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Office manager denied remote working because boss ‘knew what was best for her’ awarded £60k at tribunal

13 Apr 2021 By Lauren Brown

Mum who wanted to work by son’s hospital bed was constructively unfairly dismissed and directly discriminated against on the grounds of sex, court rules

An office manager was discriminated against after she was told she was not allowed to work remotely from her son’s hospital bedside as he underwent treatment for cancer, a tribunal has ruled.

The Leeds employment tribunal found that Lorraine Hodgson, who worked for Martin Design Associates until her resignation in July 2019, was directly discriminated against on the grounds of sex and was constructively unfairly dismissed after her boss denied her remote working request in part because of “his belief that he knew best for the claimant”.

Judge Wade found the firm’s managing director, Chris Martin, made the decision that Hodgson “could not work and look after her son’s needs in hospital, whatever she thought”, and that Martin “gave her views no credit [and] had a closed mind to the idea that she could fulfil all or part of her role remotely”. This was despite the fact a company laptop and telephone was available and much of her work could have been completed remotely.



Giving evidence to the tribunal, Martin likened the decision to deny Hodgson’s request to carry on working remotely to a rugby player who asked to continue playing after sustaining a head injury, and needed to have the decision taken away from them. He said: “As a caring family man I would not expect my wife or any member of my staff to continue working in such a stressful situation.”

However, the tribunal found that the firm’s refusal to allow Hodgson to work remotely was “in stark contrast to the approach taken to male colleagues”, whose requests for remote working were granted on both a short-term basis and more enduring long-term arrangements.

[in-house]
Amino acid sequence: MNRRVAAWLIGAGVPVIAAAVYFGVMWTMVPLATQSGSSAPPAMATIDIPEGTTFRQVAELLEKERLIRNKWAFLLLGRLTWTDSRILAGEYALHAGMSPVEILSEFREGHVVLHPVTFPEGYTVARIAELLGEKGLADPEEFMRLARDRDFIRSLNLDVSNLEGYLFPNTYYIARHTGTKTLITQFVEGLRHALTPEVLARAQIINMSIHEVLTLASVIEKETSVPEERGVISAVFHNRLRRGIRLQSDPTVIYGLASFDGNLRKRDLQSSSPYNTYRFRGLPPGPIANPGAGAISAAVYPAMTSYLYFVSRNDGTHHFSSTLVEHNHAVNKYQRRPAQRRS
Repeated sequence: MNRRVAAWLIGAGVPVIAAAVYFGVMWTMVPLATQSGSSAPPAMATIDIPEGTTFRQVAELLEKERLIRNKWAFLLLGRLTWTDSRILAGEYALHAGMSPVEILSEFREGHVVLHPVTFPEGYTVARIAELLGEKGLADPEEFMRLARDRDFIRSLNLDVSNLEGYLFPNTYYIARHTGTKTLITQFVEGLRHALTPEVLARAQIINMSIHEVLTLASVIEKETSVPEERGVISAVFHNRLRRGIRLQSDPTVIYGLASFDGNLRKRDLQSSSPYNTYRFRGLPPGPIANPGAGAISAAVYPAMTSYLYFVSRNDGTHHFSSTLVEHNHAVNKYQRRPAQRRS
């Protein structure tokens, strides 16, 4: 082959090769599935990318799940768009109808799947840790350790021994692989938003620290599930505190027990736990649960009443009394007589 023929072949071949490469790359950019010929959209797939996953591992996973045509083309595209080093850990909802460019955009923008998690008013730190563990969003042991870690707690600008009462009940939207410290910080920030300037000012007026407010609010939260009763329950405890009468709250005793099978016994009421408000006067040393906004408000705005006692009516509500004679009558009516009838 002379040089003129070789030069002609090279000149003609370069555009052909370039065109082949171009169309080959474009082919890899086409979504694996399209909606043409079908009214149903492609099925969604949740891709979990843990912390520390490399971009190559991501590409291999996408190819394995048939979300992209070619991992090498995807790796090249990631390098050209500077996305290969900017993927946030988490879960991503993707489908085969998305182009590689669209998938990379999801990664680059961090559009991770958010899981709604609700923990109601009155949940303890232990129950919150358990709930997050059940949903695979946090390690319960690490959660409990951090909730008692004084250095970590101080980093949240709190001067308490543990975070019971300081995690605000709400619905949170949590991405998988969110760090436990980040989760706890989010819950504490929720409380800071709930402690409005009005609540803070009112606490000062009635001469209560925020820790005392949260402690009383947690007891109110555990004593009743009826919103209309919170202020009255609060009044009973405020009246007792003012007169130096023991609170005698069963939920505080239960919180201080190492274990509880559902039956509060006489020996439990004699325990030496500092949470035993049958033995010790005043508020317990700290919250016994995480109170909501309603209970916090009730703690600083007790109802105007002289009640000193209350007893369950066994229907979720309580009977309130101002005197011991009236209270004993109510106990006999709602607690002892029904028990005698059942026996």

Wade said there was no suggestion that remote working arrangements might not be good for the families or the wellbeing of those male colleagues in their particular circumstances, or that Martin knew better than they did about what would be best for them.


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The court also found money played a role in Martin’s decision to deny flexible working following Hodgson’s son’s diagnosis. When she was told on 14 November that arrangements had been made to cover her work, the claimant asked why she could not continue with it and Martin replied: “I can’t ask you to do that, Lorraine.”

She explained that she needed to work to pay her mortgage, and as something positive to do at the hospital, to which Martin replied that he “didn’t have an open cheque book”. 

Instead, the tribunal heard that Martin said Hodgson should take holiday for the first two weeks of her absence and then go on unpaid leave, and that her job would be there for her when her son was well again.

The tribunal heard the business had already engaged someone to take over Hodgson’s duties, and that, “having arranged cover for the claimant, [Martin] did not want to be in the position of having to pay two people at the same time”. The court ruled this was consistent with his subsequent suggestion during the 14 November call that the claimant take unpaid leave.

Wade said that while damage to the claimant’s health by the time of this hearing was primarily caused by her son’s illness and ongoing care for him, “it is very clear that her emotional state was made worse by Mr Martin’s decision, from mid-November 2018, not to agree to remote working”.

Ultimately, the claimant suffered considerable injury to feelings compounded by her “knowledge of the treatment of her colleagues, her long and loyal service, the fact that equipment was available and the failure of Mr Martin at any stage to even trial remote working arrangements”, said Wade.

Wade ruled that Martin “would have accepted that a male colleague was best placed to know what he could and could not do in such circumstances and would have put arrangements in place”.  

Hodgson was awarded £5,000 for aggravated damages occasioned by direct sex discrimination and £7,500 for injury to feelings as a result of direct sex discrimination.

A further unfair dismissal award was made of £8,186.58; a compensatory award of £350; an additional injury to feelings award of £10,000; £21,886 for financial loss; plus interest, amounting to a total of £59,612.58. Claims for disability discrimination and failures to make reasonable adjustments failed.

Hodgson has been contacted for comment. Martin Design Associates declined to comment.

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